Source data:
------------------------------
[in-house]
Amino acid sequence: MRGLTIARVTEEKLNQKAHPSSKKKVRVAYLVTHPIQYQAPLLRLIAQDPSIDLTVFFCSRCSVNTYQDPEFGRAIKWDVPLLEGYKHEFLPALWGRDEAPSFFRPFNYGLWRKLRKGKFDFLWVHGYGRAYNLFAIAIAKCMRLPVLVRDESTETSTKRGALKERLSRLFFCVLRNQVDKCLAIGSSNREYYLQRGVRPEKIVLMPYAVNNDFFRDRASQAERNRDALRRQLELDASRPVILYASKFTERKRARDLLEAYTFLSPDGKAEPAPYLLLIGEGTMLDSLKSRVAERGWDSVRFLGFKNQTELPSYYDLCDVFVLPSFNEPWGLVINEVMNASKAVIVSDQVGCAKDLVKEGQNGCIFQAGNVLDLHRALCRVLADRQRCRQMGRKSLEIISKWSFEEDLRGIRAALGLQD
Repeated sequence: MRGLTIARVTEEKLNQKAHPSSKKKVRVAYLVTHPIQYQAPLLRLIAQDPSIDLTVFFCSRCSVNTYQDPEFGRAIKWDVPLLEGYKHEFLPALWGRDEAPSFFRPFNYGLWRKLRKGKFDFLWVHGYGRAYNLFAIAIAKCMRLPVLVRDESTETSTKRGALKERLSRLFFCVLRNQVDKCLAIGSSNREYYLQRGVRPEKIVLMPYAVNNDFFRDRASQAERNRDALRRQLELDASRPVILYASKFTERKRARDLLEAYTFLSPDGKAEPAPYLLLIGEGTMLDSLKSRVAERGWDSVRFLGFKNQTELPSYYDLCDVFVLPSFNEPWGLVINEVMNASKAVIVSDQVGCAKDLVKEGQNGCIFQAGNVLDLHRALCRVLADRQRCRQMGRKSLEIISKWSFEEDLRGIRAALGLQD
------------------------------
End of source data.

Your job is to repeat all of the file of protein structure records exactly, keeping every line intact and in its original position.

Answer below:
[in-house]
Amino acid sequence: MRGLTIARVTEEKLNQKAHPSSKKKVRVAYLVTHPIQYQAPLLRLIAQDPSIDLTVFFCSRCSVNTYQDPEFGRAIKWDVPLLEGYKHEFLPALWGRDEAPSFFRPFNYGLWRKLRKGKFDFLWVHGYGRAYNLFAIAIAKCMRLPVLVRDESTETSTKRGALKERLSRLFFCVLRNQVDKCLAIGSSNREYYLQRGVRPEKIVLMPYAVNNDFFRDRASQAERNRDALRRQLELDASRPVILYASKFTERKRARDLLEAYTFLSPDGKAEPAPYLLLIGEGTMLDSLKSRVAERGWDSVRFLGFKNQTELPSYYDLCDVFVLPSFNEPWGLVINEVMNASKAVIVSDQVGCAKDLVKEGQNGCIFQAGNVLDLHRALCRVLADRQRCRQMGRKSLEIISKWSFEEDLRGIRAALGLQD
Repeated sequence: MRGLTIARVTEEKLNQKAHPSSKKKVRVAYLVTHPIQYQAPLLRLIAQDPSIDLTVFFCSRCSVNTYQDPEFGRAIKWDVPLLEGYKHEFLPALWGRDEAPSFFRPFNYGLWRKLRKGKFDFLWVHGYGRAYNLFAIAIAKCMRLPVLVRDESTETSTKRGALKERLSRLFFCVLRNQVDKCLAIGSSNREYYLQRGVRPEKIVLMPYAVNNDFFRDRASQAERNRDALRRQLELDASRPVILYASKFTERKRARDLLEAYTFLSPDGKAEPAPYLLLIGEGTMLDSLKSRVAERGWDSVRFLGFKNQTELPSYYDLCDVFVLPSFNEPWGLVINEVMNASKAVIVSDQVGCAKDLVKEGQNGCIFQAGNVLDLHRALCRVLADRQRCRQMGRKSLEIISKWSFEEDLRGIRAALGLQD